Yamato Musubi 大和結び
The rattan we tainees use is purchased by the kilogram unit and comes from Indonesia. It's expensive--about 200 dollars per kilogram when bought as a bundle of thin cane like in the picture. We processed the rattan the same way we do bamboo higo in the latter steps, first by running it between two blades to make it an even width of 2.0 mm (a process called haba-tori, 幅取り), and then running it through a plane-like tool (called urasuki-sen, うらすき銑) to bring it to an even thickness of 0.6 mm. Easier said than done. This was my first encouter with rattan as a raw, workable material rather than as a finished product, like a chair, and it was endlessly frustrating. It's so soft compared to bamboo that attempting to shave off too much at one time runs the blade entirely through the cane, severing it--a mistake I made about 10 or 15 times. When shaving bamboo higo to a certain thickness, we try to find the sharpest part on the urasuki blade; with rattan we had to search for the dullest part, and lower the cutting angle, because it's so soft.

Rattan is probably used in basket making if for no simpler reason than that it is more flexible and less prone to cracking or breaking than bamboo when wound tightly. Brought to the dimensions of 2.0 by 0.6 mm, it really feels like soft leather string, or some synthetic material--but unlike either of these, less dependable. I found this out when tying my baskets with it. The knots in this basket are called yamato-musubi (大和結び), yamato being an ancient word for "Japan." Just as with bamboo, we wet the rattan first to make it even more flexible and to keep it from snapping when tying the knots. For me, this was the most difficult step in the entire basket. Pulling too hard when finishing each knot makes the rattan snap, and not pulling it hard enough produces a loose knot, which in this case is more worrisome aesthetically than technically because there are enough knots on the entire rim to keep it in place. Hoping to make beautifully snug nots, I must have snapped the rattan about 10 or so times, each time requiring a special grafting knot that takes even more time to complete. I had to keep telling myself that it's in fact a plant.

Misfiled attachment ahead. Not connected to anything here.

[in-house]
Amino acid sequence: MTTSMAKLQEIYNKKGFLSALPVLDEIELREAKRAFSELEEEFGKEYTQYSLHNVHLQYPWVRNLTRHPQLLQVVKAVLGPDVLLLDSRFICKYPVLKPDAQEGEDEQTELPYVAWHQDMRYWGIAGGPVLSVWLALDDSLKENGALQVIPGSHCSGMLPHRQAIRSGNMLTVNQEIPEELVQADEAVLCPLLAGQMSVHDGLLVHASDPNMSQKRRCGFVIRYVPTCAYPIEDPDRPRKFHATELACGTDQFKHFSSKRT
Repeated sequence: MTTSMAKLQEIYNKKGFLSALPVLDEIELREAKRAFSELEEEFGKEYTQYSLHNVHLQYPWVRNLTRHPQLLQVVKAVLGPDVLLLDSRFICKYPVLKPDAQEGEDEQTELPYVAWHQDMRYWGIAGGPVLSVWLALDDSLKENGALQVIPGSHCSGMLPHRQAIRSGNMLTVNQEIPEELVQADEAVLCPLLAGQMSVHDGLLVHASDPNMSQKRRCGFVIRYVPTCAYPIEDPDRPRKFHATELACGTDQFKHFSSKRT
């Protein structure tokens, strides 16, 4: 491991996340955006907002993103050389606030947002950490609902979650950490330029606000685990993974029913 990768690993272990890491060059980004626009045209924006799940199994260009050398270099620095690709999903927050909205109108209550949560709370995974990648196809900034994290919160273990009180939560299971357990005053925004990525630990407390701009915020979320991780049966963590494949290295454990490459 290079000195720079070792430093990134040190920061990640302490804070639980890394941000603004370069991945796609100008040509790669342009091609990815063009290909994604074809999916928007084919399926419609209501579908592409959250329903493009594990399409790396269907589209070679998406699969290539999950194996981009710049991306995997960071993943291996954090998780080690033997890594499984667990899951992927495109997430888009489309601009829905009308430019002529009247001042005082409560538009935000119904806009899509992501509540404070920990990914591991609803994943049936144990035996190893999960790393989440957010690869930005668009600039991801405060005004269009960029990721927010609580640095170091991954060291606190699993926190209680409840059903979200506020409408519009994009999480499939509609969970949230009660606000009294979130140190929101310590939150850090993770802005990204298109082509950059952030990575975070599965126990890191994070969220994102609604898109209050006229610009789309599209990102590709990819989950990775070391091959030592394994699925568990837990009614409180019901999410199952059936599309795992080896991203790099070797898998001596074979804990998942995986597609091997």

Outer rim ↑ Inner rim ↓
About 2.5 meters of rattan was used to tie the entire circumference. When everything goes well and the rattan doesn't snap it works it's way around the basket continuously, stopping at every other hexagon to wind around the rim twice, pass through a few of it's own loops, and move on. About 10 cm of end left from the first knot is met with the last knot and looped through to give it a truly continuous appearance. When finished tying the rattan, all the metal wires are snipped off. Another challenging part worth noting: when tied well, the two strands on the inner side lie parallel to each other and don't cross (in this case, the right knot is dangerously close to crossing and not as visually pleasing).

Ikada-dake 筏竹
Now virtually finished, the only thing missing in this basket is some support for its bottom end. With the hexagonal weaving left alone, you can probably imagine it's a bit too weak to maintain a clean shape over the long-term if made to contain, say, apples or other heavy fruit. To solve this problem, ikada-dake ("raft bamboo") are used.

Top view (before) ↑ Top view (after) ↑ Bottom view (after) ↓

Technically, this step is simple and doesn't require much explanation. Bamboo strips measuring 14.5 mm wide by 1.8 mm thick are cut to form a perfect, larger hexagon and then woven into the basket's hexagonal latticework. As in many Beppu bamboo craft items, form is prioritized alongside function, so the problem of which strips go over and which go under the ikada-dake is handled with special care, and produces a series of concentric diamonds on both sides. It's this aspect of basket making that gets the wheels in my mind spinning when I think about designing my own baskets in the future.